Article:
Blog #1: Adopt a Classic Arcade Game


" Say NO . . . or DIE "    -NARC

The story of the game I am adopting, NARC, started with an event that San Jose State held in the Campus Village B dorms. They were hosting an Arcade game day where you could play arcade cabinets brought in by the RAs.

Their selection included classic arcade games such as The Simpsons as well as the Game Development Club's Cabinets. However, there was also a very obscure arcade game about hunting drug dealers born out of the War on Drugs era: NARC.

NARC is a shoot-em-up side-scroller released in 1988 “designed by Eugene Jarvis for Williams Electronics and programmed by George Petro” (internet archive). The main characters, a red and blue cop wearing sleeveless vest hunt down shirtless trenchcoat wearing bald white men. Their ultimate goal: find and kill Mr. Big, the leader of their crime syndicate and drug kingpin.

Drug dealers walk with their hands in their coat and suddenly pull out weapons to attack the futuristic cops. The player has the choice of killing the dealers or busting them by standing adjacent, which is rewarded with a bonus (though, it is impossible to do without dying).

Dealers throw syringes, dumpsters (if they are high on PCP), and drop bags of cocaine and money which the player cops can pick up to increase their score.

Reliving NARC through the internet arcade was fun and initially difficult. While some pages have instructions for controls, this page did not. I was forced to lookup how to start the game which included pressing F2 to advance, space bar in the setup menu to hit “EXIT GAME SETUP”, then 5 to put coins in and finally 1 to start the game.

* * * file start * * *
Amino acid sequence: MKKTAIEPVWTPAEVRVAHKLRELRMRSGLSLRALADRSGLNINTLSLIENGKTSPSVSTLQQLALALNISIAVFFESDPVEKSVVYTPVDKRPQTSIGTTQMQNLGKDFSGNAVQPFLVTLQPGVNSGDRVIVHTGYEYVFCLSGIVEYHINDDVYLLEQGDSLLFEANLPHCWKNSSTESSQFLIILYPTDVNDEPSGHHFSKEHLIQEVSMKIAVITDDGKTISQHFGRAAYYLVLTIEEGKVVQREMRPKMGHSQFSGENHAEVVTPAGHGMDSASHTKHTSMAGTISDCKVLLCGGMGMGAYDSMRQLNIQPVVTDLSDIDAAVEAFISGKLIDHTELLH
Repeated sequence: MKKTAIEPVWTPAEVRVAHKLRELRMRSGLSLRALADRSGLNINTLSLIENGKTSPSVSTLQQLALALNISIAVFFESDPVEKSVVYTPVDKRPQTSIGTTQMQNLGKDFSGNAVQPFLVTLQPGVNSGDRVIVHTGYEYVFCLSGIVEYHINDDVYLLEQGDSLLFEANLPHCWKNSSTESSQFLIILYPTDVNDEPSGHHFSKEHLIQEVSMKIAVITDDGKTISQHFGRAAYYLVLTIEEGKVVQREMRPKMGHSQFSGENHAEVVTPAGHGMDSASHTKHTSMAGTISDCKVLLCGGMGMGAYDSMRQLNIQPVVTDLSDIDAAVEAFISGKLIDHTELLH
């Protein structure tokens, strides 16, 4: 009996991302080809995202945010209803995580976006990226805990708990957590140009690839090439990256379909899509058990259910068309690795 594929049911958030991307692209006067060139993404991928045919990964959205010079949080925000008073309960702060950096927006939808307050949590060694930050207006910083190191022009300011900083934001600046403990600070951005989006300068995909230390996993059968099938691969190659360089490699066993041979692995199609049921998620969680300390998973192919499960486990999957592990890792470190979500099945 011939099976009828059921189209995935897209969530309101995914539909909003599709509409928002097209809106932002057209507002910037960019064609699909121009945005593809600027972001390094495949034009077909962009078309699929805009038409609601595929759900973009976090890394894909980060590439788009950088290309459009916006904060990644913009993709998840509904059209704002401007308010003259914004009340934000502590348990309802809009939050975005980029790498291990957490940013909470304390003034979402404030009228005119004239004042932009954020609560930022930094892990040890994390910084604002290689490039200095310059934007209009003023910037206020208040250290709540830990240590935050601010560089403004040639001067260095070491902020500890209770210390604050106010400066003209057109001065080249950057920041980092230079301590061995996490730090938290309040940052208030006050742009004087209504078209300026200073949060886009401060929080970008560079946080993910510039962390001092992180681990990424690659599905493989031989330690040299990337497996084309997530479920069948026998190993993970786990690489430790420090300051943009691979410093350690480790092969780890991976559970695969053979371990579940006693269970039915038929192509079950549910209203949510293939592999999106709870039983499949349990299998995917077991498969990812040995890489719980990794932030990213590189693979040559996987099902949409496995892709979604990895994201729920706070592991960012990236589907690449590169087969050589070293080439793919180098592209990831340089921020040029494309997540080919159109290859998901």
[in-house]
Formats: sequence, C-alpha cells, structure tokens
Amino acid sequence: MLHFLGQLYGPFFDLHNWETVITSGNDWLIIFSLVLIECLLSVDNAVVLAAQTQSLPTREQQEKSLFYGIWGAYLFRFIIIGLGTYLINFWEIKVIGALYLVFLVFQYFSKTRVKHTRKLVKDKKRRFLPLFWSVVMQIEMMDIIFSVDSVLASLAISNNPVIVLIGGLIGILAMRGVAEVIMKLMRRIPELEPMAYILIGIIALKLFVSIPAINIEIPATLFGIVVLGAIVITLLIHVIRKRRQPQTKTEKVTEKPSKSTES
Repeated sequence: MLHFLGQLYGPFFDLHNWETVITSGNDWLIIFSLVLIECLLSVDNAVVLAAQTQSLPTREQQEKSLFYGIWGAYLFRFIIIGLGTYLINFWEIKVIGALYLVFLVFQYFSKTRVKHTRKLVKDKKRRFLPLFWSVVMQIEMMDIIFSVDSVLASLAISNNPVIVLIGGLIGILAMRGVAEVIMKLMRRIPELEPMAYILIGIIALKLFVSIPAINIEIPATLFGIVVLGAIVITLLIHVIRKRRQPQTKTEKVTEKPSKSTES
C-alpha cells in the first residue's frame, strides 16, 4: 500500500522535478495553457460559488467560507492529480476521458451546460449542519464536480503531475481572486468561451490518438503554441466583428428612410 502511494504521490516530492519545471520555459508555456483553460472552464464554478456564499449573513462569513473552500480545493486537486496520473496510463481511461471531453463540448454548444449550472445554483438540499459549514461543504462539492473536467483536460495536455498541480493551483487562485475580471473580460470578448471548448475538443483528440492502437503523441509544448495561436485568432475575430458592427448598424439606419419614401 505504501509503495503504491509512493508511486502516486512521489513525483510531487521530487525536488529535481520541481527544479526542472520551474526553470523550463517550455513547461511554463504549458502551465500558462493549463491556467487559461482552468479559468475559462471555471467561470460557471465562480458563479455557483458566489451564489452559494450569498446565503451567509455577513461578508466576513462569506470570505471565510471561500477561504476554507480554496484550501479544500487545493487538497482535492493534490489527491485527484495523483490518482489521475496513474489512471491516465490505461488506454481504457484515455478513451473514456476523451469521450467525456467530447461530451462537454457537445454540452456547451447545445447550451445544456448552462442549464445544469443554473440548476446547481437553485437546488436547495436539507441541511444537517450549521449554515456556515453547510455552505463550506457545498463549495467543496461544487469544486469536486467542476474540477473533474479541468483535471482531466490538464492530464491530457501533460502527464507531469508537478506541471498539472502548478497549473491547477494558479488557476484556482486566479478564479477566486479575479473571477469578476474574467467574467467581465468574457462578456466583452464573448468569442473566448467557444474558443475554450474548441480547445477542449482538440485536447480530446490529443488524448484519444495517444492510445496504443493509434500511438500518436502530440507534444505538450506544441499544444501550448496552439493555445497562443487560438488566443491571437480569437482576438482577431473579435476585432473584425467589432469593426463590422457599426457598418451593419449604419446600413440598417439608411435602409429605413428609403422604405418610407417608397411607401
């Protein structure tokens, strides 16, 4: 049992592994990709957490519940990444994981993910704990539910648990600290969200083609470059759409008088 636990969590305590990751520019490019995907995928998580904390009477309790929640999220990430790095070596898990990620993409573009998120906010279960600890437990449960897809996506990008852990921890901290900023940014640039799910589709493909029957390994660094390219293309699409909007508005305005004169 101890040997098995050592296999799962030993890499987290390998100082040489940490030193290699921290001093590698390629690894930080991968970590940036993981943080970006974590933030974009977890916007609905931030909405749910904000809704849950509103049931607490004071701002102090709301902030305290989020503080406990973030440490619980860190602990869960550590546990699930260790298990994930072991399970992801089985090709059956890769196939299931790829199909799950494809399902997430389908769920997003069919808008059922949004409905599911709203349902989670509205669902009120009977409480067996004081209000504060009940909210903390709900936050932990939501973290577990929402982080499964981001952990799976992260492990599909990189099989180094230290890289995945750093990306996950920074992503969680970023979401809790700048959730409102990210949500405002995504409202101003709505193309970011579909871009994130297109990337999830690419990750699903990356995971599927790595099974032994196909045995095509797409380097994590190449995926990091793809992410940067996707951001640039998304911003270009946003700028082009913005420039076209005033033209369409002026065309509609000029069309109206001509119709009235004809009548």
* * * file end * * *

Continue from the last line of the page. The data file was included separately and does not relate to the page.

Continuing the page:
To play the game, you had to press arrow keys to move, left ctrl to shoot, left alt to jump, and spacebar to shoot a missile (which there was only a few of). These controls were terrible to play NARC with, especially because the biggest keyboard real estate (the spacebar) is not used for shooting, which is the most important player interaction with the game. Since I did not play for a long time, I likely did not experience the wrist pain that would come with this control scheme.

In addition, I was a little less enchanted with the game as I was with the actual cabinet when I first played it. I am somewhat of a classic gamer for arcade games, so I always prefer the mesmerizing chemical displays of an old CRT and the accuracy of arcade buttons and joysticks.

However, what filled me with wonder and many questions was seeing the cabinet and coin video promo in person.

Why would anyone make a gorey game about gibbing drug dealers that look like flashers? Based on its release date, was the game made to prevent kids from using drugs or was it made to be a satirical look at the violent War on Drugs?

If I had not first experienced this obscure game by seeing its marquee and promo in person, I might have thought that it was just another shoot-em-up with your quintessential 90’s bad guys. Pass.

Instead, the interesting shape of the CRT above and the tagline "Say NO to Drugs" immediately captured my attention.

Regardless, NARC can be a small look into the the outputs of an era where 80’s action movies and  arcade games attacked drugs with a violent crusade.

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